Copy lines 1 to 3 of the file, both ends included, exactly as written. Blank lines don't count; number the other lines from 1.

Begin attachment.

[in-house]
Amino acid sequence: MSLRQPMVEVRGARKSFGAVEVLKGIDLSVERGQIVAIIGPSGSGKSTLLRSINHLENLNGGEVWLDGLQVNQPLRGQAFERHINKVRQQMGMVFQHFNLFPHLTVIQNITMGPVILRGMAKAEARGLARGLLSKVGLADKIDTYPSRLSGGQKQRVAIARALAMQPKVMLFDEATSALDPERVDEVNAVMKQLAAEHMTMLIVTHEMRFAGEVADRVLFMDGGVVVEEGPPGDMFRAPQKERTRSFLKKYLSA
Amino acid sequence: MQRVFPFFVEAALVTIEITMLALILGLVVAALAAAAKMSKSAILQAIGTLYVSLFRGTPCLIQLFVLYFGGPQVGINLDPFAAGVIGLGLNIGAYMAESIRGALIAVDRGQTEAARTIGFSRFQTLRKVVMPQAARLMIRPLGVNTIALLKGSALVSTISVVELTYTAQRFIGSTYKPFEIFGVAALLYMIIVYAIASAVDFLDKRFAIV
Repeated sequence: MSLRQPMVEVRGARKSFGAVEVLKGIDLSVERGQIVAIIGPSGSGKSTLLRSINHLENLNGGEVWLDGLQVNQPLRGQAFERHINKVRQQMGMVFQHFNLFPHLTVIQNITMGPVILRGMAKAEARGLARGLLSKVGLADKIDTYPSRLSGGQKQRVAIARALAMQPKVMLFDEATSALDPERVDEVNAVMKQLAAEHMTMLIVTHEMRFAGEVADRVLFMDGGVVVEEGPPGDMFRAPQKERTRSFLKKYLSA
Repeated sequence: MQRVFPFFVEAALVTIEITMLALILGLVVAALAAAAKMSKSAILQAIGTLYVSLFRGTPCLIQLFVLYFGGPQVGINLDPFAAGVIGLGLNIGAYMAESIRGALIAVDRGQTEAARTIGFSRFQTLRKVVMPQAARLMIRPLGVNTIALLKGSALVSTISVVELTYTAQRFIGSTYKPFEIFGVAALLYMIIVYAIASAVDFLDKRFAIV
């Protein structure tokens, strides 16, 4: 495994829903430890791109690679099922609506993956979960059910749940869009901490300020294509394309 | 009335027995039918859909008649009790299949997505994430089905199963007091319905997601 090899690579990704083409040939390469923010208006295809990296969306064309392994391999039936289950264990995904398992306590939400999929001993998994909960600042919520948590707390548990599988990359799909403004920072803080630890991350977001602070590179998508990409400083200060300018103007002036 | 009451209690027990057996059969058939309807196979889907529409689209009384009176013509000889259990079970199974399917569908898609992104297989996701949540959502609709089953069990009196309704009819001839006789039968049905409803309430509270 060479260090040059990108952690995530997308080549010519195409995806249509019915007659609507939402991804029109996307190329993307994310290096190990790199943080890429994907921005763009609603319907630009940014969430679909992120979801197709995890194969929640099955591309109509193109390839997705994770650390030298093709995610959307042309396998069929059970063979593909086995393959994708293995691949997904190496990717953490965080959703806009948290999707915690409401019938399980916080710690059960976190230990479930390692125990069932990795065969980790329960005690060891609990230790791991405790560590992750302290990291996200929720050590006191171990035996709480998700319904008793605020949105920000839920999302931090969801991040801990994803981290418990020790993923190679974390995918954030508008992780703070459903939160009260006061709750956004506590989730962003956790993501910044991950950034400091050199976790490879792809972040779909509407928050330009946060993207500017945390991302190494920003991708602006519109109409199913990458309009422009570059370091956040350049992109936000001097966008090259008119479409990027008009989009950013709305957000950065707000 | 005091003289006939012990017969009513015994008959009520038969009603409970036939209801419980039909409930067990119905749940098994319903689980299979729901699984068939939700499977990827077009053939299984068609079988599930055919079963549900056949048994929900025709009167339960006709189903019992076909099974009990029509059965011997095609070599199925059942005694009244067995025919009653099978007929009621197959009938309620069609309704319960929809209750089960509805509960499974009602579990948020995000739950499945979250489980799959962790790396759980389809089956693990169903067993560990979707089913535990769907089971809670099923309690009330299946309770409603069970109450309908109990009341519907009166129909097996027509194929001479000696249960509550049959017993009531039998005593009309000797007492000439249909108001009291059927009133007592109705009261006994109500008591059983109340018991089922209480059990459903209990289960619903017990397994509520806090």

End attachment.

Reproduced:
[in-house]
Amino acid sequence: MSLRQPMVEVRGARKSFGAVEVLKGIDLSVERGQIVAIIGPSGSGKSTLLRSINHLENLNGGEVWLDGLQVNQPLRGQAFERHINKVRQQMGMVFQHFNLFPHLTVIQNITMGPVILRGMAKAEARGLARGLLSKVGLADKIDTYPSRLSGGQKQRVAIARALAMQPKVMLFDEATSALDPERVDEVNAVMKQLAAEHMTMLIVTHEMRFAGEVADRVLFMDGGVVVEEGPPGDMFRAPQKERTRSFLKKYLSA
Amino acid sequence: MQRVFPFFVEAALVTIEITMLALILGLVVAALAAAAKMSKSAILQAIGTLYVSLFRGTPCLIQLFVLYFGGPQVGINLDPFAAGVIGLGLNIGAYMAESIRGALIAVDRGQTEAARTIGFSRFQTLRKVVMPQAARLMIRPLGVNTIALLKGSALVSTISVVELTYTAQRFIGSTYKPFEIFGVAALLYMIIVYAIASAVDFLDKRFAIV